Following the information leak, a person by the name of Anil Kumar approached Pradhan for the promotion of India News in return for financial gains, Dainik Bhaskar reported. Newslaundry has not been able to verify this independently.
India News is a 24-hour Hindi-language television news channel. It is owned by the ITV Network which also owns NewsX, The Sunday Guardian and Aaj Samaj, a Hindi daily. India News’s competitors include Aaj Tak, India TV, Zee News, News18 India, ABP News, among others. As per the latest BARC data available, these channels are the five most-watched channels in the Hindi News category.
Newslaundry reached out to India News for comments on allegations of panel tampering, including the latest complaint. While Dinesh Banth, head of India News legal team, confirmed that the company was aware of the complaint, he was unavailable for further comment despite multiple calls and text messages.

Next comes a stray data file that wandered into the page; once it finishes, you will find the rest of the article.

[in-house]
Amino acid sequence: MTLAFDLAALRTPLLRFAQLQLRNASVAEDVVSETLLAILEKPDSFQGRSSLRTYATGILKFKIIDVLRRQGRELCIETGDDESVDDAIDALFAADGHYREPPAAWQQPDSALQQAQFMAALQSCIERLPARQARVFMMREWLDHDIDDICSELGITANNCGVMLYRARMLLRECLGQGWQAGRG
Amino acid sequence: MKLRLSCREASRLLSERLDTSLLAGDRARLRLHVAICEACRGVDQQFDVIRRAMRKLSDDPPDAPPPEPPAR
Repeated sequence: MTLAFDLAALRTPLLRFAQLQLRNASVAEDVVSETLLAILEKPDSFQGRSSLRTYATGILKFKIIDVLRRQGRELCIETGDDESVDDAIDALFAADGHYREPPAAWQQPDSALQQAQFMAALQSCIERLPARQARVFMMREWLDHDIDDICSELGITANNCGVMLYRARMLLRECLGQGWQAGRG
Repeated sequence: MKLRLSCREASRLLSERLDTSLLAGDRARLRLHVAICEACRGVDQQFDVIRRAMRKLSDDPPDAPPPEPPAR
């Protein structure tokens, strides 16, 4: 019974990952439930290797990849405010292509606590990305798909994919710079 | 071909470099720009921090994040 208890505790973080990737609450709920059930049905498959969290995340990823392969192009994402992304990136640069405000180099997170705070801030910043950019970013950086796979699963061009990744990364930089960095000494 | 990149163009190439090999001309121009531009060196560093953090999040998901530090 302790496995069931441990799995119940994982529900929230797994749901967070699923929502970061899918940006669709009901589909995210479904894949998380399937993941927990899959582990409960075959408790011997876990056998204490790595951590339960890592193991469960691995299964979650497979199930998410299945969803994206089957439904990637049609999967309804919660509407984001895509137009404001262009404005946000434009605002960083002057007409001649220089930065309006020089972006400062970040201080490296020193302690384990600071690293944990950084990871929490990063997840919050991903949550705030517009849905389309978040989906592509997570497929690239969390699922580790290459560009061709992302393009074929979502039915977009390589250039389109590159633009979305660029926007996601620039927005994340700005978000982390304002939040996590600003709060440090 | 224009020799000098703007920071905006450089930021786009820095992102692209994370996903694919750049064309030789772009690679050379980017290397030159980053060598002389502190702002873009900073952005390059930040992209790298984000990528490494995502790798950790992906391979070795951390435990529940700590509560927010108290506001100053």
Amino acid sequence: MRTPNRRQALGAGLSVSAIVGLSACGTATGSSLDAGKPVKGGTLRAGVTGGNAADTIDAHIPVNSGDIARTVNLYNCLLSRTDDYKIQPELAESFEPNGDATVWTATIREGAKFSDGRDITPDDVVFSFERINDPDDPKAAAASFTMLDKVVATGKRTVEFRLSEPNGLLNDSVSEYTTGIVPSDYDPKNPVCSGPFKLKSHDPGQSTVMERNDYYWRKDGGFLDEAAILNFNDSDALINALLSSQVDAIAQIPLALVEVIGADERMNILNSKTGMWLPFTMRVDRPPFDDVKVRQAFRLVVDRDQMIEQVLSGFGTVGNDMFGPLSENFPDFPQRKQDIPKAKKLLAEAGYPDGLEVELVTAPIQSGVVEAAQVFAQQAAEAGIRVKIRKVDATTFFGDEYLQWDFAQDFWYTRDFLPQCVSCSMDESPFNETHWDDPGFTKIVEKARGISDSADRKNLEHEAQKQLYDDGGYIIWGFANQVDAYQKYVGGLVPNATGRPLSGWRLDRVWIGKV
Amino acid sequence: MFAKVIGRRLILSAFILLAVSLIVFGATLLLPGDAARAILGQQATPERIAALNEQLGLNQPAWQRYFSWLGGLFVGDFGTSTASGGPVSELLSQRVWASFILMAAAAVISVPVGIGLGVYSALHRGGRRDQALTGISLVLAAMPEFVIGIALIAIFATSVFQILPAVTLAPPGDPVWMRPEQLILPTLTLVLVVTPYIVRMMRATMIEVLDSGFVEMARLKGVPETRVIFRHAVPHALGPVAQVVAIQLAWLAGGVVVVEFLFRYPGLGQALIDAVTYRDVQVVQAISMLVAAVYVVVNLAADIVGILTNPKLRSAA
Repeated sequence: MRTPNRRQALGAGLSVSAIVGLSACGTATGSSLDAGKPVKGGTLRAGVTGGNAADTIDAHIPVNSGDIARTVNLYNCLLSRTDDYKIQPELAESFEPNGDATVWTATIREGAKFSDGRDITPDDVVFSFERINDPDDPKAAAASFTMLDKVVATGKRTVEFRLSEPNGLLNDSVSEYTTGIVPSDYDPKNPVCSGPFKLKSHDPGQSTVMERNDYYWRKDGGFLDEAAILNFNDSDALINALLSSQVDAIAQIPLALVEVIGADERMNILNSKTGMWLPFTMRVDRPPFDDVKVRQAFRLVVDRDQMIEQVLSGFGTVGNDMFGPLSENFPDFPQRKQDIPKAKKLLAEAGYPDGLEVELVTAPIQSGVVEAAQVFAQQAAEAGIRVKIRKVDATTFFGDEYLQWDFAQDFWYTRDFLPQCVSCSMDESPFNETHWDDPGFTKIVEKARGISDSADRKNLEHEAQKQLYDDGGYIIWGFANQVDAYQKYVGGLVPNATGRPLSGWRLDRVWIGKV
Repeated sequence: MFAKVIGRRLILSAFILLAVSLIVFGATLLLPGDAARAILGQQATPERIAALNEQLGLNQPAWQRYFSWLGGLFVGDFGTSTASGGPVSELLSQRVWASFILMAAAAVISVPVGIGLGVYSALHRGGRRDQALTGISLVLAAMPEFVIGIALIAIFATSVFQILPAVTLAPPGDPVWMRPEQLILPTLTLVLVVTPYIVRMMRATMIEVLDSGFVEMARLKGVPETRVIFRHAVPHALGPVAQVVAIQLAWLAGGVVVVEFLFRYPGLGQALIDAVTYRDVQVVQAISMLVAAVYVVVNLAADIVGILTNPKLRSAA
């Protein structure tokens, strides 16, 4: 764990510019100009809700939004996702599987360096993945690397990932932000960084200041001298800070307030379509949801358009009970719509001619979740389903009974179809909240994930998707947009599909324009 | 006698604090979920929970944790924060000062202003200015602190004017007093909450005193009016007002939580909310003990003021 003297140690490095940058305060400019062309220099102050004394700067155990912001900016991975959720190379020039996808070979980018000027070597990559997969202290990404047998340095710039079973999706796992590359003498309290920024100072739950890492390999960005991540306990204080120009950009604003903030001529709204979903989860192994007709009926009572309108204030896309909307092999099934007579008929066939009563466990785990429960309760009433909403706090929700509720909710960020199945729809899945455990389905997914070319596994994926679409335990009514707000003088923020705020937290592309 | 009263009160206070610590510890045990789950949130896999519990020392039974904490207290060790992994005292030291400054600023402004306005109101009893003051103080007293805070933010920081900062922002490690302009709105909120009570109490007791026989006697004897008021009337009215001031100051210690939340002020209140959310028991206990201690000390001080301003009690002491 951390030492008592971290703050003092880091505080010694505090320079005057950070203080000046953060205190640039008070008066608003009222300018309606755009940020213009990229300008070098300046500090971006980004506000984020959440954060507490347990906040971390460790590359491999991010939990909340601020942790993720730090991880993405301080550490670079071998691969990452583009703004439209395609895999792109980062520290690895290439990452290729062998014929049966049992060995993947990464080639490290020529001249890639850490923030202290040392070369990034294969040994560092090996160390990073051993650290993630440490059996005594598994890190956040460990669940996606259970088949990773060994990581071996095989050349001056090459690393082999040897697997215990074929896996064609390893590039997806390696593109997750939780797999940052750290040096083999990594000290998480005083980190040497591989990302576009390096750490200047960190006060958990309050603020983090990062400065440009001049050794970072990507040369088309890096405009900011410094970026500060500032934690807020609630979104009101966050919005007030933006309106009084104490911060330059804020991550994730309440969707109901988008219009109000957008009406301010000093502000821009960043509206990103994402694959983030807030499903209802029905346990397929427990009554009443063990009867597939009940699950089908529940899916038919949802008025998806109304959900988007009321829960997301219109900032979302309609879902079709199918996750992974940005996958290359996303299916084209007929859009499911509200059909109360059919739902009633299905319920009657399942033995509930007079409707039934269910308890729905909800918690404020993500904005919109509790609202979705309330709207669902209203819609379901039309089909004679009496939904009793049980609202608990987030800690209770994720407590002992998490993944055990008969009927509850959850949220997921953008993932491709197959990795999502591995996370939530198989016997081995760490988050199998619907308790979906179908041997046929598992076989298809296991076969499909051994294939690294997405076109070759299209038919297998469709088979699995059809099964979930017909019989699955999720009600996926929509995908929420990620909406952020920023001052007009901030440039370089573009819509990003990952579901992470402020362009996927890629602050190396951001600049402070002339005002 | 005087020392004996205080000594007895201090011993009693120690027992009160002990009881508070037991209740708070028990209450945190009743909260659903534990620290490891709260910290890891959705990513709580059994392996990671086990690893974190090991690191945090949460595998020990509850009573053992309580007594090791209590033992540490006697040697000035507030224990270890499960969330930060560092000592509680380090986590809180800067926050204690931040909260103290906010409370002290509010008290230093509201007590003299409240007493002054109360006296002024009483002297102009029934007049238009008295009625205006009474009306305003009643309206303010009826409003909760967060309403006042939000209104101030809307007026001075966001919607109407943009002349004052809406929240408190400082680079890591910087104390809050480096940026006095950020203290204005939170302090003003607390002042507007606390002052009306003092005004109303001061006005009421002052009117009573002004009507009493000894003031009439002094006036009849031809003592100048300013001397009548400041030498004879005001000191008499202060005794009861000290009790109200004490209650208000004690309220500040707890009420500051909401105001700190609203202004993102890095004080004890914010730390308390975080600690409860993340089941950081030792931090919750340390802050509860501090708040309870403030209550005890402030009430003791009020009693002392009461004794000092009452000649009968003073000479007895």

This, unfortunately, is not the first case where allegations of panel tampering have been made. Nor is this the first instance of allegations against India News. In 2016, three news channels, including India News, were accused of artificially enhancing their viewership figures by bribing members of BARC ‘panel homes’ to watch their channels. Following that, their ratings were suspended for four weeks.
In the present case, arrests have been made. Dainik Bhaskar reported the arrest of seven people, while ABP reported that four arrests were made.BARC India’s website has also listed similar instances of panel tampering in Telangana, Karnataka and Kerala.
The multiple cases of panel tampering point to a lacuna in the system — the inability to maintain the confidentiality of panel homes. The responsibility for this lies with BARC, as much as the vendor, Hansa Research in this case. Despite several attempts by this correspondent to contact Hansa Research, the organisation was not available for comment.
Speaking of BARC’s failure to maintain and ensure confidentiality of viewership data, a BARC India spokesperson told Newslaundry: “Panel tampering is a legacy issue that is neither denied nor ignored by BARC India. It’s linked very much to the social problem of corruption which, you will also agree, cannot be wished away easily, even if we would love to do so.”